There are plenty of training plans available on line and from qualified coaches, but here’s one called, ‘how not to train for a marathon’.
At the beginning of the year my Dutch friend, Eva, was visiting and told me she was going to run the Amsterdam half marathon. My daughter had just left for a one year uni exchange to study at the University of Copenhagen and I knew I’d be going to visit her. So I decided to co-ordinate my visit to Brianna with the half marathon and run it with Eva.
Ten weeks before the event, when my holiday and flights were all booked I went online to enter the half. There was a drop down menu and it only showed 8km or a full marathon. I refreshed the page. Nothing changed. I shut down the website and opened it back up. Again there were only 2 options. I stared at the screen willing the half marathon option to appear. I then looked again at the website and saw the words ‘Sold Out’ splashed across the half marathon sign.
It was then that I realised that in 10 weeks I would be running a marathon. I was not going to travel half way around the world to run 8km. I messaged a running coach and asked if he thought I could do it. He replied with ‘anything is possible’. And so I entered my first ever marathon.
I was running 4-5 times a week, but with no real purpose other than to keep fit and with maximum distances of around 12km. I needed to get serious. My running coach put together a program for me that would get me ready to tackle a marathon but with no pressure of time.
I decided if I was going to run this marathon I was going to enjoy it. I was going to take photos of Amsterdam and have some fun along the way.
Three weeks after entering I had to head to the US for three weeks for work. I had to edit my running program even more. I found some places to run and continued an abbreviated marathon training program. I managed one three hour run but didn’t take any gels and only a small amount of water which made me realise I really needed to be more prepared.
I came home for two weeks and continued training before heading to Denmark and Norway to complete my training.
One week before the marathon I embarked on a 9 hour trek to Trolltunga, which included mountain biking and climbing both up and down a sheer cliff face using a harness and carabiners.
The day after I could hardly move. My quads were smashed and I discovered muscles that I didn’t know existed.
I moved like tin man for three days. At one point I was writing something and I dropped my pen. I just stood and stared at it for a couple of minutes before plucking up the courage to embrace the pain as I bent down to pick it up.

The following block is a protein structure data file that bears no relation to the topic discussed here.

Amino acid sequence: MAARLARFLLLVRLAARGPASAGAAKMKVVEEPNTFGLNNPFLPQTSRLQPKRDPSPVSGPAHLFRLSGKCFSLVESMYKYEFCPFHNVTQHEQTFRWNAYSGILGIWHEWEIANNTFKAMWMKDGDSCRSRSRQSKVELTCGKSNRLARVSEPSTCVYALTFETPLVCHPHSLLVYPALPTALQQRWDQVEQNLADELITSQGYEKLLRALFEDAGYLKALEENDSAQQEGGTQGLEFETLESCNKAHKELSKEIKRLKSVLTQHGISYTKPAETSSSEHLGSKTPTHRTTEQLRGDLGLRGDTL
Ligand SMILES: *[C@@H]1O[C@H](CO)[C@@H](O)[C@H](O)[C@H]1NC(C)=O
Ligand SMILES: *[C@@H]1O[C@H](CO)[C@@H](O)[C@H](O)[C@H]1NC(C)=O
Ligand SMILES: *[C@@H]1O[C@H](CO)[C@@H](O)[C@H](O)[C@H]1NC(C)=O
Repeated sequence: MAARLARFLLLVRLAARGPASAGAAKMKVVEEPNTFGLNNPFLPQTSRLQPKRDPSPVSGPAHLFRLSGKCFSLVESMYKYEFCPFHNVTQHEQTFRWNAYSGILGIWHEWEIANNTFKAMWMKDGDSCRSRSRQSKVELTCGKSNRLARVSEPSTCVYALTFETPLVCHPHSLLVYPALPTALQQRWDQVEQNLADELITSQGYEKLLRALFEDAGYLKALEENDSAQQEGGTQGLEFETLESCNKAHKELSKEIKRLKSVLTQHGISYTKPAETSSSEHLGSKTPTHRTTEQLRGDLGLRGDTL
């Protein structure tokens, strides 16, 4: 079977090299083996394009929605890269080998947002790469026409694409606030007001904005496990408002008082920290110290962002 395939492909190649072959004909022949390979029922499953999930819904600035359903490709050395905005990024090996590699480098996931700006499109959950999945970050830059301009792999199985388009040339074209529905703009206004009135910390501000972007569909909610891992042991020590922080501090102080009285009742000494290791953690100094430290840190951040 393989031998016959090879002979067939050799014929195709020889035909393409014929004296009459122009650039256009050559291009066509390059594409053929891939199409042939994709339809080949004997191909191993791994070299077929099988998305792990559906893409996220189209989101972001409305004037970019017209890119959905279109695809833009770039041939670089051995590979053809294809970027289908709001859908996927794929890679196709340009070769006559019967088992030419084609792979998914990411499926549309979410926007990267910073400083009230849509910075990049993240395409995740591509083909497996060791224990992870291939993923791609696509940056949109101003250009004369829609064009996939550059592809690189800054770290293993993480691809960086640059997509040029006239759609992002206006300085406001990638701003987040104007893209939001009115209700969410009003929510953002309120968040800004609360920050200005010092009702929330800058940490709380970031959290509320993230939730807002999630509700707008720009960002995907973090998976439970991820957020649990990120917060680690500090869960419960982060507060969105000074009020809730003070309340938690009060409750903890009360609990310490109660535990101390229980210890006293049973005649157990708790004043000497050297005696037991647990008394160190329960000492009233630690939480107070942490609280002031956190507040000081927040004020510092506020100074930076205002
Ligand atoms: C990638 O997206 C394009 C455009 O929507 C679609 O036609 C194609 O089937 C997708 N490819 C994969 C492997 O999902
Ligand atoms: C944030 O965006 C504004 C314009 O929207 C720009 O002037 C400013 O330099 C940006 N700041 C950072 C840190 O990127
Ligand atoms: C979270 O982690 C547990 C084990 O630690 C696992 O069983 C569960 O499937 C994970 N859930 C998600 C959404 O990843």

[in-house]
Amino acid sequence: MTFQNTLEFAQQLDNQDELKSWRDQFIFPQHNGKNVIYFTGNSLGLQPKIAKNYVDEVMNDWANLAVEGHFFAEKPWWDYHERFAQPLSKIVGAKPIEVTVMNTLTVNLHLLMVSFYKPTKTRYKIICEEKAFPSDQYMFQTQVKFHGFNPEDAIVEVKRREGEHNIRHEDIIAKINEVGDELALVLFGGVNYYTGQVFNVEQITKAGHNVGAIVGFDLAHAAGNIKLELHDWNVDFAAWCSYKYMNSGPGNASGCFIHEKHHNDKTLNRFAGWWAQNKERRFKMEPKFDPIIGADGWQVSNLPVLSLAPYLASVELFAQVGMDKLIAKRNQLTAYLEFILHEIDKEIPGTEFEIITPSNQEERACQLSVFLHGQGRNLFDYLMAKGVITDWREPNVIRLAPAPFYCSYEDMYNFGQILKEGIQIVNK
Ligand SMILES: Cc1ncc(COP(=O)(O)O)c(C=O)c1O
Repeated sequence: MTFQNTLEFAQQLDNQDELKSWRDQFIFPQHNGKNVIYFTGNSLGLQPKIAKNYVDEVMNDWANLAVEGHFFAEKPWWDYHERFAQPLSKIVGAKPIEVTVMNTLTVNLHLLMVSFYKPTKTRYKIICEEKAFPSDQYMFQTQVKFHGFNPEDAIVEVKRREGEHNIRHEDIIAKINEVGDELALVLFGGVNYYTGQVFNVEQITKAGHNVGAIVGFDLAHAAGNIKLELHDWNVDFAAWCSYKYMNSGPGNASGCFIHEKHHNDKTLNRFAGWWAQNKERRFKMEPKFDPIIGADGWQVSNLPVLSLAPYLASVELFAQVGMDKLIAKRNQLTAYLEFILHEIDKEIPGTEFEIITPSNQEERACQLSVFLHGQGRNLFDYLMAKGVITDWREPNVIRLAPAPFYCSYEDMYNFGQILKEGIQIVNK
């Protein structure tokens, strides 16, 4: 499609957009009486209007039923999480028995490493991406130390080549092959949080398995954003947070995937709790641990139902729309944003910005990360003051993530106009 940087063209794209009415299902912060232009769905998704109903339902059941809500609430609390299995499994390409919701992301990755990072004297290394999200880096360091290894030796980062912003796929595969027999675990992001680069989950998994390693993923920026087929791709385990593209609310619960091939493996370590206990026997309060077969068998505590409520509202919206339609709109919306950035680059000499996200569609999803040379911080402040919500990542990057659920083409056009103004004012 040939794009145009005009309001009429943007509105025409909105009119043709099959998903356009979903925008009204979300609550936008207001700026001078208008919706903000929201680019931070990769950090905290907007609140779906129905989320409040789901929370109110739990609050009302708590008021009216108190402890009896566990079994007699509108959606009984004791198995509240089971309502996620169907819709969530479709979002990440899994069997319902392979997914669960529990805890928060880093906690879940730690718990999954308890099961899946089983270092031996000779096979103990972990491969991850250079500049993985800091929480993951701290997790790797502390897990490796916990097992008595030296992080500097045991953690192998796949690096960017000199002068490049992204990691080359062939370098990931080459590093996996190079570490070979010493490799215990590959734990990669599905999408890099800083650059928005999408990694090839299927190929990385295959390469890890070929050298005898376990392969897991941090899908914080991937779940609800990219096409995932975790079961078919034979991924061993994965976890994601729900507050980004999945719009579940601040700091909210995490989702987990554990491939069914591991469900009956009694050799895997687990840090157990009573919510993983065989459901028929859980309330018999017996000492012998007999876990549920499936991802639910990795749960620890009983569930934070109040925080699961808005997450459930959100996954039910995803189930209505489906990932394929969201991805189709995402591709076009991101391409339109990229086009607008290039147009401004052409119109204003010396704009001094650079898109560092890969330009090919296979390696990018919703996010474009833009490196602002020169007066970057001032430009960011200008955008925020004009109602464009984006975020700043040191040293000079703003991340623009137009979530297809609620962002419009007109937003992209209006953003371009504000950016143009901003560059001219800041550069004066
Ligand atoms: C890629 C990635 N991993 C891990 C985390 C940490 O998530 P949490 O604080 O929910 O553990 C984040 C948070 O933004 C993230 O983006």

By race day I was starting to feel better. The marathon didn’t start until 9:30am which is quite unusual for an Australian marathon, but apparently not for European ones. When I picked up my race pack the day before I checked that the tram closest to my apartment to was still running. And apparently it was.
I walked to the tram stop and there were about ten other people waiting. We waited and more people joined. We waited some more and there was still no sign of the tram. It wasn’t until someone walked past us and said the tram wasn’t coming because the road ahead was blocked that we realised we hadn’t seen any trams in the twenty minutes we’d been waiting.
The group, who were from all parts of the world, started to walk, we didn’t really know where but we headed in the direction of the Olympic stadium which is where the marathon was starting and finishing from. After about a 3 kilometre walk I managed to squeeze onto a tram. It took us to the start line but was so cramped that when it stopped no one could see where we were and so no one opened the doors for about another minute.
We lined up in our areas inside the stadium and the marathon started. It took over 13 minutes for me to even pass the start line, luckily that is not added to my time.
I was off. My first ever marathon. I trained across five countries and three continents in ten weeks and whilst my training had not been ideal I decided to make the best of a bad situation and capture Amsterdam by foot over the next 42 kilometres.
Over 100 photos and just under 5 hours later I finished. Even though I may have never doubted finishing I still had to chant some mantras to stop me from walking – something along the lines of ‘just keep going’, ‘one foot in front of the other’. To be honest, stopping 100 times to take photos helped too.
Whilst you won’t find this plan being used by any elite runners looking to break any records, or even being used by the average person to run a marathon, it worked for me. I ran my first marathon and had fun!